8 Questions about Orcas in Arctic Norway
I’t s a dream of many people to see them in real life, and Northern Norway is the place to spot them: Orcas! But where exactly can you find these mystical animals and when is the best travel period to get a glimpse of them? After 5 seasons of expedition cruises to the North of Norway we have gathered the most important information for you. So if you are planning to see orcas in Norway, this is what you should know!
The best time to see orcas in Northern Norway is from the end of October until mid January. Keep in mind that in December there is hardly any daylight this far north, making it very hard to spot them. Most whale watching trips take place from end of October until early December and again from half of January until early February.
The best places to see orcas in Norway are the remote fjords just north of Tromsø. That is way above the Arctic circle, at around 70 degrees north!
© Jens Wikström
The best way to see orcas is on a whale watching expedition cruise. These small expedition ships cruise the fjords for several days, in search of orcas and whales. The guides and captain take their time to find a group of animals that is calm and not near other (fishing) vessels. You will then step into a smaller boat (a zodiac) to get a closer look at the animals. And when the conditions are right you might even be allowed to go in the water to swim with them!
The orcas come to Northern Norway in search of herring. Every winter, huge amounts of herring migrate to the fjords, followed by the orcas and whales. This means the presence of orcas depends on when the herring arrives, which can vary each year. It’s a natural phenomenon that can’t be guaranteed.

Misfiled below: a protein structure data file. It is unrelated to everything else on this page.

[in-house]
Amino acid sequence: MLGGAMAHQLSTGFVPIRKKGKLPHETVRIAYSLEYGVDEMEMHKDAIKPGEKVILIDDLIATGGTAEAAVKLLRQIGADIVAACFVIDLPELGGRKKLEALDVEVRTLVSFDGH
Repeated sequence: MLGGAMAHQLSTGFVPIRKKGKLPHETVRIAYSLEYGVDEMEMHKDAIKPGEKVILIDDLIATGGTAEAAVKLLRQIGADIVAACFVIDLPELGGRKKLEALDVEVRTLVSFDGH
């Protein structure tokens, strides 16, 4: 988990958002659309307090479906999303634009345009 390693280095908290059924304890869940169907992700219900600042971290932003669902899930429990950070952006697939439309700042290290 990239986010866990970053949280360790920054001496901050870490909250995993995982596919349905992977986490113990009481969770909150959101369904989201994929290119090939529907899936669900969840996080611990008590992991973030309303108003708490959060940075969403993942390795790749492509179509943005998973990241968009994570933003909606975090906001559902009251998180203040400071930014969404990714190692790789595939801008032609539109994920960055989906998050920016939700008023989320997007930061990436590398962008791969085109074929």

Yes it is possible to swim and snorkel with orcas, and it’s the best experience ever! Keep in mind that the water is usually just above freezing during the winter months in Norway. Special polar snorkeling gear (dry-suit, gloves, hood and boots) will keep you warm in the cold water and is included in our expedition cruises to Norway.
Still, the cold will most likely be your biggest enemy out there, not the orcas. There have never been any attacks on humans by orcas in the wild.
© Jens Wikström
Very big! Male orcas can reach up to 8m (26ft) in length and are typically larger then females that grow to around 6-7m (18-22ft). Their bodies are extremly masculine and they can easily weigh up to 5.000kg (11.000lb). A males’ dorsal fin can be as tall as a human adult!
A baitball is a large school of fish, packed closely together. The orca’ in Norway often hunt in a unique way that is called ‘carousel feeding’. They encircle the herring and force them into a tight ball. Then they slap the fish with their tail flukes to paralyze or even kill several fish at a time. This gives the orcas enough time to eat the herring one by one.
© Dianshan Ee
Yes! If you have an underwater camera you can take photos of the orcas and whales below. Keep in mind that there is usually little daylight and the water is quite cold. When wearing a dry suit and gloves it’s not easy to manoeuvre your camera. It might take some practice before you get that perfect shot!
Orca Expedition Cruise in Northern Norway
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